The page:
"Plane" gives you the booking page for several European airlines (at least including British Airways). Similarly "Bus" gives you several bus companies, including London Bus. "Car" seems to direct you to a route planning web site (by default a German one, but when I clicked the English icon on top of the screen I got Shell Gemstar instead!)

Both "Rent a Car" and "Ferry" lead you to a common web page where you are forced to choose whether you want to select rental cars or ferries again (but just to make it challenging - the hyperlink text is in German). Since these hyperlink to completely different web sites why don't they just link directly to those sites? Incidentally the hyperlink to "Rent a Car" leads you to Holiday Autos and the "Ferry" provides a schedule and tariff for channel crossings by hovercraft.


This leads to a submenu offering "Hotels" and "Bed & Breakfast."

Selecting Hotels gave me the German version of However, if I click on the "English" icon, I get the web page for Comfort Inn instead. As there is a perfectly usable English version of the site, why don't they just give me that?

Selecting "Bread & Breakfast" gave the German version of However, clicking on the "English" icon did not work - it still gave me the German version. Fortunately I saw a tiny little Union Jack waving in the bottom corner - clicking on that does provide an English version of the site.

Sights This also provides chapter access to the travelogue, but visually by depicting each chapter as a dot on a map of London. I wish this information was also provided in the travelogue itself.
Culture This is broken into several submenus: Art, Opera, Music, Cinema, Theatre, Museums. Clicking on any these typically leads to the relevant section of a cityguide web site - in German. The "English" icon on most of these screens is useless and lead to "404 - Page Not Found" errors, except for the one in "Theatre" which leads to a different web site.
Going Out This is broken into several submenus: Restaurants, Music Clubs, Night Clubs. Again, the menu selections points to a web site in German, and pressing the "English" icon will yield an error or a web site different from the German version.

This leads to a submenu offering "Swinging London", "City Guide ", plus down at the bottom (in red): "Recommendation." Clicking on "Swinging London" gave me a Page Not Found error, and "City Guide" gave me (a German city guide site). Clicking on "Recommendation" gave me the web page for Harrods the department store. Hmmm ....

This could have been a great section covering the major shopping districts in London (of which I have personally been to quite a few) so it was extremely disappointing to me - I can get better information than this from brochures at the airport.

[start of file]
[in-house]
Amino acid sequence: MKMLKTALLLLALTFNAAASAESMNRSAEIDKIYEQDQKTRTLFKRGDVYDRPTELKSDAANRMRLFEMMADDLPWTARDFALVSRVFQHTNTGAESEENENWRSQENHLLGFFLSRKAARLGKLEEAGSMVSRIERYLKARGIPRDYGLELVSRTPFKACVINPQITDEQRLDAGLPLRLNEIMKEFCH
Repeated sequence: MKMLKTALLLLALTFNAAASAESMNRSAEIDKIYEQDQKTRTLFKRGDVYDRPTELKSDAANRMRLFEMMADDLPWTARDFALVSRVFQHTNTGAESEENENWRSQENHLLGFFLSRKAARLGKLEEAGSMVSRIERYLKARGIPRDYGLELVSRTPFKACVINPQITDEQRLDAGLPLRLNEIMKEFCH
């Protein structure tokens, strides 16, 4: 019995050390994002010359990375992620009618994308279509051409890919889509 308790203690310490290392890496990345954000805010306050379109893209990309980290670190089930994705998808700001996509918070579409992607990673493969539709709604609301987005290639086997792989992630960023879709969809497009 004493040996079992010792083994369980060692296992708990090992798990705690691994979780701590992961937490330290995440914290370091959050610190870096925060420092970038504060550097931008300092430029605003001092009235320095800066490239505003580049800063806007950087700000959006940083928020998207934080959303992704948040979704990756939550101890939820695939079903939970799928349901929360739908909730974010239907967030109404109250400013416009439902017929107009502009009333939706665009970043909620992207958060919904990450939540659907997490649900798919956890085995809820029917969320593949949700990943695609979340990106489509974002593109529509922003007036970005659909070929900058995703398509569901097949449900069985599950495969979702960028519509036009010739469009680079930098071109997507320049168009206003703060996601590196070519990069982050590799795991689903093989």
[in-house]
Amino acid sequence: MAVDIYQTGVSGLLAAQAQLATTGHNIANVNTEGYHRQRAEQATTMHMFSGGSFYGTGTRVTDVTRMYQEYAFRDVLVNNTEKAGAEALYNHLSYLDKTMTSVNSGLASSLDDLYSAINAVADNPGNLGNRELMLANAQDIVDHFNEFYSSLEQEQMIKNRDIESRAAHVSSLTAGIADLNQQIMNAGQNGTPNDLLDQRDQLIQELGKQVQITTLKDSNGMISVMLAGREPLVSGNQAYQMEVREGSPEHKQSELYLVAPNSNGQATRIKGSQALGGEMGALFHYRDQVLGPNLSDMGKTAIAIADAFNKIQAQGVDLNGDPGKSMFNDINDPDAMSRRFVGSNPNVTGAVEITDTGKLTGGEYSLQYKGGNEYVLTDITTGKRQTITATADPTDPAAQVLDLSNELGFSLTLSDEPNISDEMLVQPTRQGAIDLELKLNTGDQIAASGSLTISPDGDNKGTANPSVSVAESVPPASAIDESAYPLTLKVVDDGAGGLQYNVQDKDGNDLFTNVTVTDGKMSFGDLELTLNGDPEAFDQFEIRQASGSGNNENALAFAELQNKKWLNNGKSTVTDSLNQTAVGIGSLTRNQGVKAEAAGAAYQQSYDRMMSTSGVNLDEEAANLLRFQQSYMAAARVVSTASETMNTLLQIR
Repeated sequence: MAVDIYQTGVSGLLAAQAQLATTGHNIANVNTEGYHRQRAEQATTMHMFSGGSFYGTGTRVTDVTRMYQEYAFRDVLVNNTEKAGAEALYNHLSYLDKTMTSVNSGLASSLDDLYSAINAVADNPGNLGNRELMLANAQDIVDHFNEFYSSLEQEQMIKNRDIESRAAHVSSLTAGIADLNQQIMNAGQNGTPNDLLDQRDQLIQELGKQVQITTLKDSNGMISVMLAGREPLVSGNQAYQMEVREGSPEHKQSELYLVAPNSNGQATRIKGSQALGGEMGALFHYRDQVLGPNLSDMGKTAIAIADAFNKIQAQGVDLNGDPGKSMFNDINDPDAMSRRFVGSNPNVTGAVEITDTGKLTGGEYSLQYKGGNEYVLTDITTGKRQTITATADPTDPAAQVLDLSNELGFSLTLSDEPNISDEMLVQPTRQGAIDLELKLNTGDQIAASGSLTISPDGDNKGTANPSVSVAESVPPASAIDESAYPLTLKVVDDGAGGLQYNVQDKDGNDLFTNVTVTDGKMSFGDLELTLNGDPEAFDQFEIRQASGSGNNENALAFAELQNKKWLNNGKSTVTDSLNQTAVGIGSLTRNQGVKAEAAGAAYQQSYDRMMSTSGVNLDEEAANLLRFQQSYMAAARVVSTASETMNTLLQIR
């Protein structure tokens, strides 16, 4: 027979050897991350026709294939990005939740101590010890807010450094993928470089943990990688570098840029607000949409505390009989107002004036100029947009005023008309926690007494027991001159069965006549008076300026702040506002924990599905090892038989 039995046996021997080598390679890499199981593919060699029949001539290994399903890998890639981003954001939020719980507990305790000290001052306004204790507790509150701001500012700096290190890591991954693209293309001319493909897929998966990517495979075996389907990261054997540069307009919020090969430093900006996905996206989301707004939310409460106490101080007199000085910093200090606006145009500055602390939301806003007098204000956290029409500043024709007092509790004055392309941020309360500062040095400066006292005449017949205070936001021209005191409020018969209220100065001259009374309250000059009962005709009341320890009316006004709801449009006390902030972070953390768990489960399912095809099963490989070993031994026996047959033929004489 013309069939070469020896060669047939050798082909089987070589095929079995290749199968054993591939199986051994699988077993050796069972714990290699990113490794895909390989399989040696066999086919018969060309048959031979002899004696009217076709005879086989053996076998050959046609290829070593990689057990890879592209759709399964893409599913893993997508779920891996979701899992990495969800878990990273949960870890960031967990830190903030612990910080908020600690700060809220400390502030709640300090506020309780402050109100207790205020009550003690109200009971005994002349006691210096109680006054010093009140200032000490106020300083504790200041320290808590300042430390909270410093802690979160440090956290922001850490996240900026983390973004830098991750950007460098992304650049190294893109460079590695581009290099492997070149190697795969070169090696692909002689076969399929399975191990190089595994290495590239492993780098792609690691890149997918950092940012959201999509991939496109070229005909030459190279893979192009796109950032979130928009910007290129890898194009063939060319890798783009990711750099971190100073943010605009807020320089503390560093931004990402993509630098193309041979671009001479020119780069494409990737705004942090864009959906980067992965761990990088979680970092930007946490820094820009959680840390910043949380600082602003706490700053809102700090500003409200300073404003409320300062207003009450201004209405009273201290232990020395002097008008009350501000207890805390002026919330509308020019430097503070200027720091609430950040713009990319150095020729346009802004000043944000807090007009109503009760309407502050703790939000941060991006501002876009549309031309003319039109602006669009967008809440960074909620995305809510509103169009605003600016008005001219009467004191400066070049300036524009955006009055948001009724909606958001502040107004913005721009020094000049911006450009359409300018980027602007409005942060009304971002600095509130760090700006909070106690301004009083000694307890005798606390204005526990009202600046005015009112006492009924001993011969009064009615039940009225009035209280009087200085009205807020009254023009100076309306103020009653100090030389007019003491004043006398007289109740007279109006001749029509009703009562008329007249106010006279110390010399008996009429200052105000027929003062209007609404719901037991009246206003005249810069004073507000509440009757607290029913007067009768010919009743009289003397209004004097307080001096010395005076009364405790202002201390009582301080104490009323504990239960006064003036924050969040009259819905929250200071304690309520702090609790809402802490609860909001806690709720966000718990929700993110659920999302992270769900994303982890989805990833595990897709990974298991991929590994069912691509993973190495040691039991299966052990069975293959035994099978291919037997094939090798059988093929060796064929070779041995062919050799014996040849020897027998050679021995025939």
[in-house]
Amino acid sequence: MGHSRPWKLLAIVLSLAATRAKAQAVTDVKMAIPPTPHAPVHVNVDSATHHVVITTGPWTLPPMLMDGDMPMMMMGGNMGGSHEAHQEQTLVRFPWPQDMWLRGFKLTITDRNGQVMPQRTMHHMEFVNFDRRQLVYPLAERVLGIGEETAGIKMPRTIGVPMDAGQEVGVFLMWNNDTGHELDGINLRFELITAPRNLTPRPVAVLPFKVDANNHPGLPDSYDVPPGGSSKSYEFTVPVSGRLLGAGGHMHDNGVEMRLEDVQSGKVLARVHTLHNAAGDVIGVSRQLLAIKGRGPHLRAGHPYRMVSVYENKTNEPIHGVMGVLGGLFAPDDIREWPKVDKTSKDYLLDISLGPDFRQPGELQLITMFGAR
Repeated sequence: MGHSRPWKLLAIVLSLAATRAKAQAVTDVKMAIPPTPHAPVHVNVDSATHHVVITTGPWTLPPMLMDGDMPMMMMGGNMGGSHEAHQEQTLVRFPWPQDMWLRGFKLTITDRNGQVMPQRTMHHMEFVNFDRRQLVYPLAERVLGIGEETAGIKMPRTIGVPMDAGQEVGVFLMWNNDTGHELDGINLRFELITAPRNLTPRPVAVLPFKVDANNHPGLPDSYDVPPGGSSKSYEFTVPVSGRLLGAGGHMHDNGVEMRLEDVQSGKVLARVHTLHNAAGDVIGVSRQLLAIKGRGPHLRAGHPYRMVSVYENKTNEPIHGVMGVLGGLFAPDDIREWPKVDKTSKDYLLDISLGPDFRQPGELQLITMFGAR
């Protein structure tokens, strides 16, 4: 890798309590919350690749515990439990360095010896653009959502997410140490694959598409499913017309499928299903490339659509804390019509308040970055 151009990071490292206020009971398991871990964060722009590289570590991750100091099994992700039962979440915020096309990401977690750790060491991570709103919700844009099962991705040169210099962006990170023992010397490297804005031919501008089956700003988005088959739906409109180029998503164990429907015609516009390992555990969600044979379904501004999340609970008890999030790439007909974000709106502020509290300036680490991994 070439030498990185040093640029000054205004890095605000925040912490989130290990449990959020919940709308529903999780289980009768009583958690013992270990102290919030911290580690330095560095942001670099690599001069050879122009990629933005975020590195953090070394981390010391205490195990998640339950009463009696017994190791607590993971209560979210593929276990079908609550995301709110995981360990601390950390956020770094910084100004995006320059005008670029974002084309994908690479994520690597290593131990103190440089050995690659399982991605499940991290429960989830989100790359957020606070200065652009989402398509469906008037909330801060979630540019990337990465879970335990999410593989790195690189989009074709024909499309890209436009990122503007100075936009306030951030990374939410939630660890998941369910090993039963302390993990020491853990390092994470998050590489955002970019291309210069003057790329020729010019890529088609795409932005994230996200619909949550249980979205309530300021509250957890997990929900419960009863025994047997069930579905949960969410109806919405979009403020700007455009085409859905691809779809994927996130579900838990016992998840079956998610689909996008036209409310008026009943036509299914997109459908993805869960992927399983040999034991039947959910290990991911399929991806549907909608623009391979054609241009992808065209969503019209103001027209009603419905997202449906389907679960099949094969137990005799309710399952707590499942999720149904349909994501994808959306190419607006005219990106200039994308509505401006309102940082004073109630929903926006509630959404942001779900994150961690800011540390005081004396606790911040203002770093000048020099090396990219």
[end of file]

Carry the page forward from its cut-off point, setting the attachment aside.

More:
This is broken into several submenus: Tourist Info, Ticket Hotline, Addresses, Weather. Again, the menu selections points to a web site in German, and pressing the "English" icon will yield an error or a web site different from the German version.

"Tourist Info" seems to consist of a number of bullet points providing travel tips like opening hours and cost of travel tickets. These seem to be so amateurist and incomplete that they look like they were lifted from someone's personal home page describing tips from their recent vacation in London. And, or course, the content is in German.

R4 vs R1

NOTE: To view non-R4 releases, your equipment needs to be multi-zone compatible and usually also NTSC compatible.

This disc appears to be the same across all regions as it is not region coded, but I don't believe this title is currently available in Region 1.


London - The Internet TravelGuide is a combination of a 60 minute travelogue providing an overview of the major points of interest in the city, together with DVD-ROM content providing a set of web pages ostensibly to help you plan a vacation trip to the city. The travelogue was okay but stay away from the DVD-ROM content! It is not easy to install, plus the content is pretty flaky, inconsistent, and mostly in German. Trust me, you will get a better experience surfing the web yourself using Yahoo or Google.

The audio and video transfer is above average.

Ratings (out of 5)


© Christine Tham (read my biography)
Saturday, April 06, 2002
Review Equipment
DVDPioneer DV-626D, using Component output
DisplaySony VPL-VW11HT LCD Projector, ScreenTechnics 16x9 matte white screen (254cm). Calibrated with Video Essentials/Ultimate DVD Platinum. This display device is 16x9 capable.
Audio DecoderBuilt in to amplifier/receiver. Calibrated with Video Essentials/Ultimate DVD Platinum.
AmplificationDenon AVR-3300
SpeakersFront and rears: B&W CDM7NT; centre: B&W CDMCNT; subwoofer: B&W ASW2500